Look at a roadmap of northern France. Find the exclusive and aristocratic resort of Le Touquet, go east a few kilometres and locate Etaples. ‘Eat Apples’, as British Great War soldiers used to call it. They quickly found out all about the town and did not want to spend their summer holidays there if they could help it.
It is easy to visit the town if you find yourself across the channel in Calais. Just nip off down the coast road in your car and take the road signs to Le Touquet.
The town name came from the Dutch ‘Staple’. Etaples is now a much run down port that earlier served the very elegant Montreuil sur Mer. Montreuil once rested close to the channel coast before the surrounding marshland silted up. Etaples became its commercial centre providing goods access to the rest of the world. Not anymore though. Etaples presents itself nowadays as a rather dusty, unflattering reflection from the finer days that it enjoyed a couple of centuries ago.
Along the road running through the town, visitors will find now redundant coasters from earlier times. They stand on their plinths like humble street children. The brown and rusting hulls show us all what they have come too. The tourist office located in the now defunct rope factory supports a museum of miniature seafaring models. Actually it is quite interesting to visit if the tourist office can be found to be open. They also have a trawler simulator. People can try and find out for themselves what guiding a commercial vessel was like in and out of a port. It is a bit of a bygone machine but no one seems to know that it’s there. The town also presents a museum of local seafaring practices in the former fish market. Life was vibrant like that in Etaples once, but not anymore. There is also the Quentovic Archaeological Museum. Look for the difficult to find signpost just off the main square.
The town centre main square is home to the Souquet Marteau Hotel. Napoleon Bonaparte paid two visits there in earlier, grander periods. The hotel remains notable today for its facade and roof features. The centre of the town presently is quiet and just a little dishevelled.
As you look over the gloomy marshland towards the west, you can spot the aerodrome at Le Touquet with its prominent control tower. Aircraft fly in and out all the time carrying the affluent and well heeled. Le Touquet is for the upper crust and is home to so many attractions for the well off and sophisticated visitor. They don’t go to Etaples and I shouldn’t think that Etaples tries to get to them. It is a little like that these days and was certainly like that during the Great War. Le Touquet was open to the officers but forbidden to the enlisted men. If the conscripts tried it on they did so almost under the threat of execution.
During World War 1, Etaples had a capacity to support around 100,000 troops. British and Commonwealth soldiers were sent there to receive training before being dispatched off to the trenches. The quality of the training provided by the British army had the reputation of being brutal and unforgiving. The treatment that they all underwent was fearfully aggressive and unrelenting. Where they were all about to go next, I suppose, was similar.
Etaples town had little appeal to soldiers for their rare periods of relaxation. They found it dull and inhospitable. There were so many of them trying to find temporary relief from their current experience. They could see the brighter lights of Le Touquet just across the marshland, rather like American prisoners in Alcatraz. They were tortured with the view of the bright lights and life going on in San Francisco just across the water too. Enlisted men were forbidden from visiting Le Touquet. It was not for them, only for the officers.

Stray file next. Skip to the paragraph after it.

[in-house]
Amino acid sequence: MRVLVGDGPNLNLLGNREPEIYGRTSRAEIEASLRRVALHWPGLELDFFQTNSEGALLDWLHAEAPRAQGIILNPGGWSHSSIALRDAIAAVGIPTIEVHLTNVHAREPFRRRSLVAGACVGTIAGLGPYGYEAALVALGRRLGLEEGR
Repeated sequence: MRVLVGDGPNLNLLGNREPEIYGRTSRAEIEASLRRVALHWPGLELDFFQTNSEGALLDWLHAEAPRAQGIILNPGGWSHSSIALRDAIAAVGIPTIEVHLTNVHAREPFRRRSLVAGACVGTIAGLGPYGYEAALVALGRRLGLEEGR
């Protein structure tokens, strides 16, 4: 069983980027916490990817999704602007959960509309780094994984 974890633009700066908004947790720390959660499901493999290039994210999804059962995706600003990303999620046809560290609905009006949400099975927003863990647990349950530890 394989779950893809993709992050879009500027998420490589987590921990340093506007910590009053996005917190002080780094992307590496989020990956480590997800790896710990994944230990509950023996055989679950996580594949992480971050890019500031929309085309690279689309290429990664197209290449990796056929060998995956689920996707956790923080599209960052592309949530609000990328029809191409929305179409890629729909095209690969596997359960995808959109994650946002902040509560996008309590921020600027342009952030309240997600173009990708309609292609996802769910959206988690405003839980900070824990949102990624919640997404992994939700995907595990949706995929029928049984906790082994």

This discrimination led to a mutiny in 1917. A conscripted commonwealth soldier was arrested by the British authorities for attempting a down town trip to Le Touquet. He was taken away as a prisoner. His fellow Australian and New Zealand compatriots surrounded his place of incarceration. They demanded his release and they demanded their own private freedom to be able to go where they wished. The ringleaders were court marshalled and sentenced to very grim periods of long imprisonment with hard labour. The central character was executed by firing squad.
Etaples was also the location for the largest spread of military hospitals during the Great War. Many of the furiously injured passed through for treatment before being returned to their own countries. Nowadays, the area has become a Commonwealth War Grave Cemetery and is the biggest in Europe. It houses more than 11,500 dead. It is a grimacing monument to events that occurred between 1914 and 1918.
In March 2003, this cemetery was vandalised by protestors following the British and American invasion of Iraq. Many gravestones were daubed with red paint and wholesale damage was done. President Chirac of France at the time felt obliged to make a formal apology to the Queen of the United Kingdom, Elizabeth II.
Etaples during the Great War left bitter recollections in the minds of many Commonwealth personnel. The treatment that they experienced was brutal and wicked. The cultural separation between Etaples and Le Touquet continues, seemingly, to this day. I have visited both places on a number of occasions and they are almost like different planets orbiting around each other. Etaples has been wounded by the events of history. It is the poor sibling of a modern and sparkling France. I feel rather sad for her.